Voltaire [François Marie Arouet de] (1694-1778).
Candide, ou l’Optimisme. [Geneva], [Gabriel Cramer], 1759.
12° (161x95 mm). 299,  pages. Complete with the penultimate blank leaf, fol. N7 but the final fol. N8 (instructions to the binder) being only a stub. Woodcut ornament to the title-page, and tailpieces. Contemporary Italian mottled sheep-backed boards, gilt spine with title on red morocco lettering-piece. A very good copy. Some light foxing and browning, mostly to the upper margins.
A fine copy of the true first edition, with the following issue points: the title ornament of spray, fruit and flowers is repeated at pp. 193 and 266; p. 103, line 4, has the misprint 'que ce ce fut' (corrected to ‘que ce fut' in later editions); p. 125, line 4, has 'précisément' (corrected to 'précipitamment' in later editions); with Voltaire's revisions on p. 31 eliminating an unnecessary paragraph break, and on p. 41 the rewriting of several short sentences on the Lisbon earthquake. This first edition does not preserve the cancelled paragraph critical of German poets on p. 242 (beginning “Candide était affligé”).
The bibliographical history of this book has been extremely complex and confused, not least because before handing over a final manuscript to the Genevan publisher Gabriel Cramer, Voltaire went behind his back and sent a slightly different version of the manuscript to John Nourse, a printer in London, who may well have dispatched copies to other publishers. The result was that within weeks of the first edition of Candide appearing in Geneva, sixteen other editions appeared in Paris, London, and Amsterdam. The identification of the present issue as the true editio princeps, already supposed by Bengesco and Gagnebin, was recently confirmed by the cumulative analyses of Ira Wade, Giles Barber, and Stephen Weissman: the Genevan printing must be considered earlier than the other three editions containing 299 pages published in 1759, as well as the thirteen other editions of different sizes printed in Europe in the same year. Around 1754 Voltaire “fled [from Berlin] to Geneva where he found and bought the ideal refuge, Ferney, four miles from the city. Here, just on French soil, he could enjoy the political liberty of Geneva with the social liberty of France. Here Candide, the most perfect of the light-weight parables which were his especial and peculiar forte, was written. Typically, it was published anonymously, and many times printed and pirated in its early years” (PMM).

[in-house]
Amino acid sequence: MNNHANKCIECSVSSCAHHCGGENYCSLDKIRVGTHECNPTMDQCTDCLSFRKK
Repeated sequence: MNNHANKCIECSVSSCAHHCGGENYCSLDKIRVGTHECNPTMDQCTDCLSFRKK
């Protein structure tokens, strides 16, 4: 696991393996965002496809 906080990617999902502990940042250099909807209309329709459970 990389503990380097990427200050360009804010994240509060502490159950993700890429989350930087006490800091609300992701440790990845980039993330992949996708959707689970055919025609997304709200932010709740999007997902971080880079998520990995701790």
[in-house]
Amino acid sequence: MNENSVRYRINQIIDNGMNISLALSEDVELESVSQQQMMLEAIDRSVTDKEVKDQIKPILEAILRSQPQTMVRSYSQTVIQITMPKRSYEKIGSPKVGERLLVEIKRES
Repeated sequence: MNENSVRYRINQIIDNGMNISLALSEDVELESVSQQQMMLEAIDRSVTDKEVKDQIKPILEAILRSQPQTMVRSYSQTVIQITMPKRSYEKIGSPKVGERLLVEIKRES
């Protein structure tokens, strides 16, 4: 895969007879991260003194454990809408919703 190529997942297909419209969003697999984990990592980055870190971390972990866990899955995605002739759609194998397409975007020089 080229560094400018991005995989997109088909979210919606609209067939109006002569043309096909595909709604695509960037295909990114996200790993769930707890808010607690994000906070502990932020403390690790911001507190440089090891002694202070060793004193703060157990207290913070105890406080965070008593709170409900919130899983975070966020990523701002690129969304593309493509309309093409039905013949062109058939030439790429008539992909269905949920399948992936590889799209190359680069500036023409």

Drawing on the Lisbon earthquake of 1755 for inspiration, this conte philosophique became an almost instant best-seller with about 20,000 copies sold in the first year alone, despite its initial censorship.
Barber 299G; Bengesco 1434; Morize 59a; PMM 204; I. O. Wade, Voltaire and Candide: A Study in the Fusion of History, Art and Philosophy, Princeton, NJ 1959; S. Weismann (ed.), Voltaire: the Martin J. Gross collection in the New York Public Library, New York 2008; Philobiblon, One Thousand Years of Bibliophily, no. 238.